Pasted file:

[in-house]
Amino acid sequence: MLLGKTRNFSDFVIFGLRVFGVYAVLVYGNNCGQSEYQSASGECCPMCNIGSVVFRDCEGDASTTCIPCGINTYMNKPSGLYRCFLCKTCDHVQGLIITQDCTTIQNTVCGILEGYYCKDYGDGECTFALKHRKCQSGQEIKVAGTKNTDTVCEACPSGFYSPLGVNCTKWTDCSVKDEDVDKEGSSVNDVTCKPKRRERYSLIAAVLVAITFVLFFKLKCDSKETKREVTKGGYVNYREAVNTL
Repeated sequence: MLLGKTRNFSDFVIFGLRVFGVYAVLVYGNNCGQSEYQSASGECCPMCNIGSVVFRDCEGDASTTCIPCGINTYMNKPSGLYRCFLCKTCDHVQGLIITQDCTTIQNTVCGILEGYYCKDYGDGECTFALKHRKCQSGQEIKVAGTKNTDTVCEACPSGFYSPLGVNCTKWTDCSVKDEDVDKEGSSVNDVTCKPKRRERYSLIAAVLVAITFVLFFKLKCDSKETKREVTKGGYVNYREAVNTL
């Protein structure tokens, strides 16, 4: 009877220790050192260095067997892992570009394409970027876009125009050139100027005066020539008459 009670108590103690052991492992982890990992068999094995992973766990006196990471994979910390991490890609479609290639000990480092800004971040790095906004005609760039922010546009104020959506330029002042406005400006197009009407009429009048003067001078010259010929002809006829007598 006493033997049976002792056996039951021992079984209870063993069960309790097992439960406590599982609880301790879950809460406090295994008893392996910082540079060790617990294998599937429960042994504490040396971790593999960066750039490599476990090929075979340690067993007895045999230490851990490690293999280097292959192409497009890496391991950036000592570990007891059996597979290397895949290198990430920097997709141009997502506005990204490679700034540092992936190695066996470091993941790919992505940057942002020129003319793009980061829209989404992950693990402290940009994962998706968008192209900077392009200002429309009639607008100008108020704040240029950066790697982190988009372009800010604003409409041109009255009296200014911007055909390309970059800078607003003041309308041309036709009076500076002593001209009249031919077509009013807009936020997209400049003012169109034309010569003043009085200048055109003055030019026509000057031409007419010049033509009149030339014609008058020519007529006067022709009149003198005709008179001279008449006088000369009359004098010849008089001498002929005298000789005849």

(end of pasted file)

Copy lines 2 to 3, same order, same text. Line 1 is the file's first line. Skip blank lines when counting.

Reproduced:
Amino acid sequence: MLLGKTRNFSDFVIFGLRVFGVYAVLVYGNNCGQSEYQSASGECCPMCNIGSVVFRDCEGDASTTCIPCGINTYMNKPSGLYRCFLCKTCDHVQGLIITQDCTTIQNTVCGILEGYYCKDYGDGECTFALKHRKCQSGQEIKVAGTKNTDTVCEACPSGFYSPLGVNCTKWTDCSVKDEDVDKEGSSVNDVTCKPKRRERYSLIAAVLVAITFVLFFKLKCDSKETKREVTKGGYVNYREAVNTL
Repeated sequence: MLLGKTRNFSDFVIFGLRVFGVYAVLVYGNNCGQSEYQSASGECCPMCNIGSVVFRDCEGDASTTCIPCGINTYMNKPSGLYRCFLCKTCDHVQGLIITQDCTTIQNTVCGILEGYYCKDYGDGECTFALKHRKCQSGQEIKVAGTKNTDTVCEACPSGFYSPLGVNCTKWTDCSVKDEDVDKEGSSVNDVTCKPKRRERYSLIAAVLVAITFVLFFKLKCDSKETKREVTKGGYVNYREAVNTL